New Toolkit Helps Healthcare Providers Integrate Sexual Health into Patient-Centered Care

Content From: Harvey Makadon, MD, Director, National LGBT Health Education CenterPublished: March 14, 20144 min read


harvey makadonSexual health is an essential part of every individual’s overall health and well-being, and primary health care professionals should ask about a patient’s sexual history as part of their comprehensive health history during primary care visits. But in busy healthcare practices, it is not uncommon for providers to skip the sexual history unless a patient shows signs or symptoms of sexually transmitted diseases (STDs). Providers may also avoid taking sexual histories because they do not feel comfortable asking sensitive and potentially embarrassing questions, or they do not feel prepared to ask those questions in a culturally competent manner when their patients are lesbian, gay, bisexual or transgender (LGBT). Fortunately, a new resource is available to help them do so.

To support health centers as they work to better integrate sexual health into patient-centered care, the Fenway Institute’s National LGBT Health Education CenterExit Disclaimer collaborated with the National Association of Community Health Centers (NACHC)Exit Disclaimer to create Taking Routine Histories of Sexual Health: A System-Wide Approach for Health Centers (Toolkit)Exit Disclaimer. Both the Center and NACHC are National Cooperative Agreement partners of the Health Resources and Services Administration’s (HRSA) Bureau of Primary Health Care (BPHC).

cover image of reportThe toolkit provides resources for establishing the routine collection of sexual health histories during primary care visits, including:

  • Tips for putting the patient at ease;
  • Recommended screening questions and subsequent risk assessments;
  • An algorithm (flow chart), with suggested “next steps” for each patient response;
  • Tips for how providers and other members of the clinical care team can be sensitive to and inclusive of special populations, including patients who are transgender and men who have sex with men; and
  • Tools such as suggested staff roles and responsibilities, sample wording for intake forms, diagnosis codes related to sexual history and screening, and examples of how to incorporate risk assessment forms into electronic medical records.
  • The toolkit emphasizes the importance of integrating sexual health into overall patient health care and patient engagement, stressing that sexual history information should be taken from all patients, regardless of gender, race, ethnicity, socioeconomic status, sexual orientation, and gender identity.

Ultimately, health center attention to patient sexual health reflects a commitment to improved community health and patient-centered care. In a health center that provides patient-centered care, the care team is prepared to:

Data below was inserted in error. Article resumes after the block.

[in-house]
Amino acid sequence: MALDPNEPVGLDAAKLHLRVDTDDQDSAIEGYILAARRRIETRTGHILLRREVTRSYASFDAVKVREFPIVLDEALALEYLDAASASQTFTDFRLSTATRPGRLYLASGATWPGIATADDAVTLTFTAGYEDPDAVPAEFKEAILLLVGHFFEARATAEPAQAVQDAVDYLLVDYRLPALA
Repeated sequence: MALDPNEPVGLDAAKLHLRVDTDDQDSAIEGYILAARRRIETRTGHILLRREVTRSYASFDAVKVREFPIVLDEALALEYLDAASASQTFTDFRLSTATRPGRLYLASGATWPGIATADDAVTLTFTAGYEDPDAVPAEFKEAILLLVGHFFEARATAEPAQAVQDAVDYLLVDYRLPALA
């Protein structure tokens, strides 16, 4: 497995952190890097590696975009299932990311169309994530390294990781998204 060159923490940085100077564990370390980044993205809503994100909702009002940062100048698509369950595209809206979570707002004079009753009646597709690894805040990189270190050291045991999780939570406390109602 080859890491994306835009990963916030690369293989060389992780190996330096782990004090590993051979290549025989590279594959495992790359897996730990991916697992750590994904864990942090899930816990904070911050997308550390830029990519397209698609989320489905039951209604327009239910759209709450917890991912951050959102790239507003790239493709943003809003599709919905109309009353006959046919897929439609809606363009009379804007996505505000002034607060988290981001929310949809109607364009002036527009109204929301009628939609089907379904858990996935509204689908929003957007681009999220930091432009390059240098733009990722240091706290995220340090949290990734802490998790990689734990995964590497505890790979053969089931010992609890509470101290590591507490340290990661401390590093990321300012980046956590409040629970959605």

• Engage each patient in a discussion of his or her sexual health,
  • Collect data and information that guides clinical care decisions and goals of the care team and the patient regarding sexually transmitted infections (STIs) and sexual behaviors; and
  • Coordinate the sexual health preventive and treatment service needs of the patient.

Routinely assessing and documenting every patient’s sexual history is important because sexual health is at the very core of every individual’s health and wellness. Studies show that patients want to talk to their healthcare providers about sexual concerns, but providers often don’t bring the topic up. By knowing how to take a sexual history, providers and other members of the clinical team are better able to educate and counsel patients about HIV, STDs, and viral hepatitis, and connect their patients to appropriate treatment and care. Without taking a sexual history, some diseases—including HIV—may remain undiagnosed and untreated for long periods of time until they lead to more serious illness. This leaves the patients without the essential knowledge they need to take steps to protect their own health and to prevent transmitting the disease to others.

“Health centers provide preventive and primary care services to more than 21 million patients every year, reaching economically distressed and vulnerable populations who are most at risk for many health concerns, including HIV, STDs, and viral hepatitis,” said Dr. Seiji Hayashi, BPHC’s Chief Medical Officer. “Helping providers ask questions so that they can better understand the full picture of their patients’ health is part of BPHC’s ongoing commitment to ensuring that health centers provide the highest quality care in a culturally-competent manner to improve health and prevent disease.”

The toolkit is available online for downloadExit Disclaimer and includes a PowerPoint presentationExit Disclaimer that can be used in staff training. While it is specifically designed for use by health centers, it is adaptable for use by other health care organizations. If you work with a health center or other provider of clinical care, consider sharing this resource with them.

In addition to the toolkit, NACHC developed a webpage dedicated to Sexual HealthExit Disclaimer that features, the toolkit, associated resources and a companion video series entitled, “HIV and Related Issues: Engaging Patients and CommunitiesExit Disclaimer.” NACHC’s Sexual Health portfolio is part of a larger strategy to engage health centers in communicable disease prevention, care, and treatment. Focus groups with health center consumer board members and interviews with primary care associations and public health departments guided NACHC’s work in this area. This series of 4 short videos highlights health centers as an integral part of our nation’s response to the critical issues of HIV, hepatitis C, and sexual health. Addressing these issues, often through active partnerships, is essential in a true Patient Centered Medical Home and in fully engaging our patients, families, and communities.